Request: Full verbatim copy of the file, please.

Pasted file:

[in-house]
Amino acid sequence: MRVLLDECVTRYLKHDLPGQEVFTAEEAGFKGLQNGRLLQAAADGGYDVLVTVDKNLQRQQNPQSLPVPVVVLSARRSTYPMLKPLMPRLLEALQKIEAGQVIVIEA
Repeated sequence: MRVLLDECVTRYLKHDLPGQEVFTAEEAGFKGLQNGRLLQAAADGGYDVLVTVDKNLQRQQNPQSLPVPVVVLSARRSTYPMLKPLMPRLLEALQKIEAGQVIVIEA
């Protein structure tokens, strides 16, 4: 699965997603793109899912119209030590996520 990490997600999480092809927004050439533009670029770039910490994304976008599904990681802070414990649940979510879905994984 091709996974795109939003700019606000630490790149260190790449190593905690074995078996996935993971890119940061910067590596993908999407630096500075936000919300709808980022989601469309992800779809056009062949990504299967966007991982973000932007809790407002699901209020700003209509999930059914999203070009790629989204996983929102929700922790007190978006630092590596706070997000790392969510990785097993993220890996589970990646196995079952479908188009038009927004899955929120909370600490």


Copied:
[in-house]
Amino acid sequence: MRVLLDECVTRYLKHDLPGQEVFTAEEAGFKGLQNGRLLQAAADGGYDVLVTVDKNLQRQQNPQSLPVPVVVLSARRSTYPMLKPLMPRLLEALQKIEAGQVIVIEA
Repeated sequence: MRVLLDECVTRYLKHDLPGQEVFTAEEAGFKGLQNGRLLQAAADGGYDVLVTVDKNLQRQQNPQSLPVPVVVLSARRSTYPMLKPLMPRLLEALQKIEAGQVIVIEA
């Protein structure tokens, strides 16, 4: 699965997603793109899912119209030590996520 990490997600999480092809927004050439533009670029770039910490994304976008599904990681802070414990649940979510879905994984 091709996974795109939003700019606000630490790149260190790449190593905690074995078996996935993971890119940061910067590596993908999407630096500075936000919300709808980022989601469309992800779809056009062949990504299967966007991982973000932007809790407002699901209020700003209509999930059914999203070009790629989204996983929102929700922790007190978006630092590596706070997000790392969510990785097993993220890996589970990646196995079952479908188009038009927004899955929120909370600490």